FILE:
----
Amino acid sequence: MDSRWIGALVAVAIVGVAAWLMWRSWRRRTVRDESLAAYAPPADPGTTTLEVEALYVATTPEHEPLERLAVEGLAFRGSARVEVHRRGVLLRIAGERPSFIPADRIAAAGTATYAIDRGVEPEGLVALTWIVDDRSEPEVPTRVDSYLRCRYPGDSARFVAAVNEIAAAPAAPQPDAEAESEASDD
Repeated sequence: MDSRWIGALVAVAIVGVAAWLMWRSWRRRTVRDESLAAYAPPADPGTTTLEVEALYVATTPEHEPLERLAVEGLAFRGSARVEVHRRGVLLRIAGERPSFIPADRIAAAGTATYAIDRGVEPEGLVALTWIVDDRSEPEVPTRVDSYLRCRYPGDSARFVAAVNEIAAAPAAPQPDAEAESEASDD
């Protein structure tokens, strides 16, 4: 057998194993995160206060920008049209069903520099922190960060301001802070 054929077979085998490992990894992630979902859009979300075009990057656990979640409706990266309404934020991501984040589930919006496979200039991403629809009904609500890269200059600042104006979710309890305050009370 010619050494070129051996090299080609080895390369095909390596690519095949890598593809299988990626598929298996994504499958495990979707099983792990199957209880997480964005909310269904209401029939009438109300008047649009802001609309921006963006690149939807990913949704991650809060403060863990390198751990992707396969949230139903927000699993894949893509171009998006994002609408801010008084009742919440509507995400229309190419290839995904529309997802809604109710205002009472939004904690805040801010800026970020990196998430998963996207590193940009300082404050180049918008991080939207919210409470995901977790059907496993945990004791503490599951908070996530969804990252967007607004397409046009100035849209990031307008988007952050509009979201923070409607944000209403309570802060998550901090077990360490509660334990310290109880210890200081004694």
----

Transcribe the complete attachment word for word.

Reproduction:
Amino acid sequence: MDSRWIGALVAVAIVGVAAWLMWRSWRRRTVRDESLAAYAPPADPGTTTLEVEALYVATTPEHEPLERLAVEGLAFRGSARVEVHRRGVLLRIAGERPSFIPADRIAAAGTATYAIDRGVEPEGLVALTWIVDDRSEPEVPTRVDSYLRCRYPGDSARFVAAVNEIAAAPAAPQPDAEAESEASDD
Repeated sequence: MDSRWIGALVAVAIVGVAAWLMWRSWRRRTVRDESLAAYAPPADPGTTTLEVEALYVATTPEHEPLERLAVEGLAFRGSARVEVHRRGVLLRIAGERPSFIPADRIAAAGTATYAIDRGVEPEGLVALTWIVDDRSEPEVPTRVDSYLRCRYPGDSARFVAAVNEIAAAPAAPQPDAEAESEASDD
């Protein structure tokens, strides 16, 4: 057998194993995160206060920008049209069903520099922190960060301001802070 054929077979085998490992990894992630979902859009979300075009990057656990979640409706990266309404934020991501984040589930919006496979200039991403629809009904609500890269200059600042104006979710309890305050009370 010619050494070129051996090299080609080895390369095909390596690519095949890598593809299988990626598929298996994504499958495990979707099983792990199957209880997480964005909310269904209401029939009438109300008047649009802001609309921006963006690149939807990913949704991650809060403060863990390198751990992707396969949230139903927000699993894949893509171009998006994002609408801010008084009742919440509507995400229309190419290839995904529309997802809604109710205002009472939004904690805040801010800026970020990196998430998963996207590193940009300082404050180049918008991080939207919210409470995901977790059907496993945990004791503490599951908070996530969804990252967007607004397409046009100035849209990031307008988007952050509009979201923070409607944000209403309570802060998550901090077990360490509660334990310290109880210890200081004694």